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Class and Gender conflict in Pygmalion

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An Analysis of Class and Gender Conflict in Pygmalion Summary: Presents that Bernard Shaw's play Pygmalion explicitly comments on issues of class and gender. Analyzes Shaw's use of language and symbolism to achieve that goal. "Pygmalion is a serious analysis of class and gender conflict." Bernard Shaw's play, entitled Pygmalion, transcends the nature of drama as a medium to be utilised for sheer entertainment value. Shaw's play powerfully comments on the capacity for the individual to overcome the boundaries established by systems of class and gender. Dominant assumptions and expectations, may essentially prevent an individual from becoming socially mobile within a seemingly rigid hierarchical social structure. However, Liza, the protagonist utilises language as the tool which enables the her to escape the confines of the lower class and to be regarded as a human of a certain degree of worth within society. As Liza transforms from flower girl to duchess, the audience is witness to the many ways that an individual can be dehumanised through the socialisation process. Issues of both class and gender arise from the tensions within the play that surround the interactions between Higgins and Liza and the viewer is able to openly question the values that exist within a society that judges the character of a person on the basis of wealth and education. Henry Higgins represents the upper class of society, those that are expected to be both educated and wealthy. ...read more.


Are you quite well"' (Shaw, 2003:93) It is her newly acquired mastery over the English language that has transformed Eliza from a flower girl into somebody who is fit to be `a consort for a king.' (Shaw, 2003:104) Also, the narrative expectations that existed within society at the time that Shaw wrote Pygmalion, typically involved romance and traditional conventions of marriage. The viewer is expected to hope for a happy ending, and in many cases, as far as women were concerned, such endings usually resulted in the women finding happiness within the marriage to the man she loves. Such defined gender roles that are prevalent within such literature, and within the nature of society as a whole, are in some ways subverted within Pygmalion. An audience might expect Liza to grow to love Higgins, as he comes to represent the `saviour' figure who has rescued her from a fate that potentially would render her as trapped within the lower class of society. As a common flower girl, Liza is without a voice or opinions to which anybody of class would have the desire to listen. Despite the social class within which an individual may function, one is essentially responsible for their own sense of morality and common decency. Shaw highlights this in the contrasting behaviour demonstrated by Higgins and Liza. In the final act, Liza makes Higgins aware of her plan to teach phonetics as a way to become financially independent. ...read more.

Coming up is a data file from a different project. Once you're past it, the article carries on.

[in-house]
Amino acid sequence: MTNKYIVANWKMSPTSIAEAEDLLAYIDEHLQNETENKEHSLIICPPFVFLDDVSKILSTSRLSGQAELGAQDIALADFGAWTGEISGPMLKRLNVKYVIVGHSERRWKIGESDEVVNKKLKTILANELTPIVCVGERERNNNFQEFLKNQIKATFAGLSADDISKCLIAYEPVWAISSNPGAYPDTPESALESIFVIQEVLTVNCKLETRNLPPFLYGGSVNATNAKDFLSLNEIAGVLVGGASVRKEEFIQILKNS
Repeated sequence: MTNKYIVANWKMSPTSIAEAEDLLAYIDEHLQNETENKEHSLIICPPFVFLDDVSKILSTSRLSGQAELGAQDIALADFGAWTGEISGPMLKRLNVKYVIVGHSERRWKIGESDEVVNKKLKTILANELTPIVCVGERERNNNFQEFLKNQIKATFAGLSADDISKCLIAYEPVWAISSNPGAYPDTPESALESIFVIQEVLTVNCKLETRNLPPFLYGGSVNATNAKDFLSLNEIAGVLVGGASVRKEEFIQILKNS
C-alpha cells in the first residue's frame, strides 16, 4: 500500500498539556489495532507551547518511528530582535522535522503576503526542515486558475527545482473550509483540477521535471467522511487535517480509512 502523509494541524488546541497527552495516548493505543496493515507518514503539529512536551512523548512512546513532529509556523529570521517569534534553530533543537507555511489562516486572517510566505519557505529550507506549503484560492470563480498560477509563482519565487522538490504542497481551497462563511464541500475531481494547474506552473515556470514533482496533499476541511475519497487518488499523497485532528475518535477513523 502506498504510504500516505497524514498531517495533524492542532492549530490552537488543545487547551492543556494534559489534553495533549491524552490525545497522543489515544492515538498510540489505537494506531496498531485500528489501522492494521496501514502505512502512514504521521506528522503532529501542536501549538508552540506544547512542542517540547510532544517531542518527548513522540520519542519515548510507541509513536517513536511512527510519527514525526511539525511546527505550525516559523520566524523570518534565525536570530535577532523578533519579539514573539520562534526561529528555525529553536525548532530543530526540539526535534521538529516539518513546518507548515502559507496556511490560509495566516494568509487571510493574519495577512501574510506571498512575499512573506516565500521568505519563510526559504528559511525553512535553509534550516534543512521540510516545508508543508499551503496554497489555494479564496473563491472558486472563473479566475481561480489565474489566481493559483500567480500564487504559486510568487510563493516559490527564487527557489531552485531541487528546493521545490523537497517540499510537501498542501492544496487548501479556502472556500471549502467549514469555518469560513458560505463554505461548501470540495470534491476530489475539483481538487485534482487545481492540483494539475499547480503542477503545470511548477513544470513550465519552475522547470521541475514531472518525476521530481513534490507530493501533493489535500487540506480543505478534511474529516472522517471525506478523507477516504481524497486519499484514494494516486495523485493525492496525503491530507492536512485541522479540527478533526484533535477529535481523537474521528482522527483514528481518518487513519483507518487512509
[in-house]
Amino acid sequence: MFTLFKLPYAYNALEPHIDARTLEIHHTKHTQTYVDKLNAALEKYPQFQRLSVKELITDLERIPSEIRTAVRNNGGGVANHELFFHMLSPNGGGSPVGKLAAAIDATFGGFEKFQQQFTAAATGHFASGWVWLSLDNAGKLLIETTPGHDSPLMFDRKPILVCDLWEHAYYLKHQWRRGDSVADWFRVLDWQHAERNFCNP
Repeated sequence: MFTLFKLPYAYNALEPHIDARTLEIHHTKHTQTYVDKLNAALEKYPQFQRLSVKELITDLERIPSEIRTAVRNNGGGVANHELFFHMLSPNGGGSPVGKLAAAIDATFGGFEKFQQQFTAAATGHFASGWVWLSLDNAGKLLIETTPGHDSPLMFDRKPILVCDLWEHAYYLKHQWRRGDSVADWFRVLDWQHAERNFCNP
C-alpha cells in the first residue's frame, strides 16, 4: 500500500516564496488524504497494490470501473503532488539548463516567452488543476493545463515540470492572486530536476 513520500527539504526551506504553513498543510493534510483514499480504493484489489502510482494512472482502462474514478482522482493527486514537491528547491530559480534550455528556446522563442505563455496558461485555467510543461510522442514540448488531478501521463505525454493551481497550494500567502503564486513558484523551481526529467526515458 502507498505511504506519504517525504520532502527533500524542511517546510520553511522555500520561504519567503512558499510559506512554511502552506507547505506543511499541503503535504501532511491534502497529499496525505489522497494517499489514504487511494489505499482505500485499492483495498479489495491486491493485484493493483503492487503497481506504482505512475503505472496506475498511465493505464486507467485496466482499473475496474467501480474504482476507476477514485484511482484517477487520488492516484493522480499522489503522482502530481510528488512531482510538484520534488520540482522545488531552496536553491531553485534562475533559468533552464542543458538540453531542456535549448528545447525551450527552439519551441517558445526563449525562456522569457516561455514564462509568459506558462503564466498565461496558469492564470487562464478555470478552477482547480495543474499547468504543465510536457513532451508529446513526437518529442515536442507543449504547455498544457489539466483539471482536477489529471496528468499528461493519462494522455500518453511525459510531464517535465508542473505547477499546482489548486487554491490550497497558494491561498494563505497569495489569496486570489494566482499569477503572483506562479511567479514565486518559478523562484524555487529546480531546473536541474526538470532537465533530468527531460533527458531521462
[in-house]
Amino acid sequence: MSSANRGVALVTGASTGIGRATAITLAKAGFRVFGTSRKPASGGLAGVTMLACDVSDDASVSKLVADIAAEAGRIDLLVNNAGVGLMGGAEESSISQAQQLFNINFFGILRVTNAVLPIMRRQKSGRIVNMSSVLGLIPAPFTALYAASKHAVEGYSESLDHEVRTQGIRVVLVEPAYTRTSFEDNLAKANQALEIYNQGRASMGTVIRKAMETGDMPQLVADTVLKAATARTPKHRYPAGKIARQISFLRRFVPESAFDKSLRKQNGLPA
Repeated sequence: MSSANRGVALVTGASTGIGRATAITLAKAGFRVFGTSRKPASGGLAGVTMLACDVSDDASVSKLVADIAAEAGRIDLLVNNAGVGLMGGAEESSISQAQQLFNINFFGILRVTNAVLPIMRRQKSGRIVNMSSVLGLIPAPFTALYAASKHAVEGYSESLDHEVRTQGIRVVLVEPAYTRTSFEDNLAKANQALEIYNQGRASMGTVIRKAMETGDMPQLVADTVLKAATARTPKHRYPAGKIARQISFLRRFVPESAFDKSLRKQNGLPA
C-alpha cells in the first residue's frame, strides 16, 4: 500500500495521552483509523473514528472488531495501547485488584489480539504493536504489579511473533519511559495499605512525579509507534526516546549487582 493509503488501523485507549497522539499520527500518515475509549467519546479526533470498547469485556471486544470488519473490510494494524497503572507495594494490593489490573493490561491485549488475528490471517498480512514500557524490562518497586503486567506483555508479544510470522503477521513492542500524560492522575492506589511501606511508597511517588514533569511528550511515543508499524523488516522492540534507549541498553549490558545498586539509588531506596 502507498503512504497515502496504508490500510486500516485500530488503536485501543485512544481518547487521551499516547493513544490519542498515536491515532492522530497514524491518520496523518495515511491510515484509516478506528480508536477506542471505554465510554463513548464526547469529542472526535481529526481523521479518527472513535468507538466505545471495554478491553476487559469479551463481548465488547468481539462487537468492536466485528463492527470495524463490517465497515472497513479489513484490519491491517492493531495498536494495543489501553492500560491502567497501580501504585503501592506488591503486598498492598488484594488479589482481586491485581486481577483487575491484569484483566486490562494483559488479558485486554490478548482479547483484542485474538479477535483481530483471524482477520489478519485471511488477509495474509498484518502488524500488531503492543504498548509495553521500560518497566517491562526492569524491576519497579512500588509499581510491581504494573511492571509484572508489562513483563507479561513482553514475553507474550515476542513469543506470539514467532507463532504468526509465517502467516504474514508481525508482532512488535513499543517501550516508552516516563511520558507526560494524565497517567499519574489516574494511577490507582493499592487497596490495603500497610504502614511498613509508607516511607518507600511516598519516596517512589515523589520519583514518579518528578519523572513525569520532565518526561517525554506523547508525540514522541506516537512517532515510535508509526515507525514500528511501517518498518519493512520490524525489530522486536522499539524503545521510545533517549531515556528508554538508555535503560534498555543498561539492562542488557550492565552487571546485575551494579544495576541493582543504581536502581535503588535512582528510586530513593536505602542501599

Or rather he tries to make from one kind of doll- a flower girl who cannot afford the luxury of being human- another kind of doll- a duchess to whom manners are an adequate substitute for morals.' (Bentley, 1967:83) What we observe, therefore, is that Shaw's play is essentially a comment on the capacity for society to govern both the role of an individual, as well as the way that an individual is perceived by other members of the social system. The importance of language is identified as a means to ascertain power within a judgmental and class driven social structure. Further, the playwright enables the viewer to gain an accurate insight and understanding into the ways that social roles can be gendered, both with regards to the society of Shaw's time and of contemporary society. Liza is an independent woman at the closing of the play, when one takes into consideration that she possesses an assertive sense of free will and a determination to maintain her strength of character. Ultimately, Liza's insistence on remaining true to herself is a positive ramification of a transformation process, that in itself presented many moral questions to the perceptive audience. The protagonist has confronted the obstacles imposed on her by social conventions, with regards to both gender and class stereotypes, and has essentially deconstructed the boundaries that had previously prevented her from fulfilling her own capabilities and sense of self worth. ...read more.

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An excellent essay which uses appropriate quotes throughout in order to support statements.
Closer language analysis is needed in places.
Well structured and logically argued essay which remains focused on the question.
Fluently and eloquently written essay which shows insight and evidence of wider reading.

Marked by teacher Katie Dixon 26/06/2013

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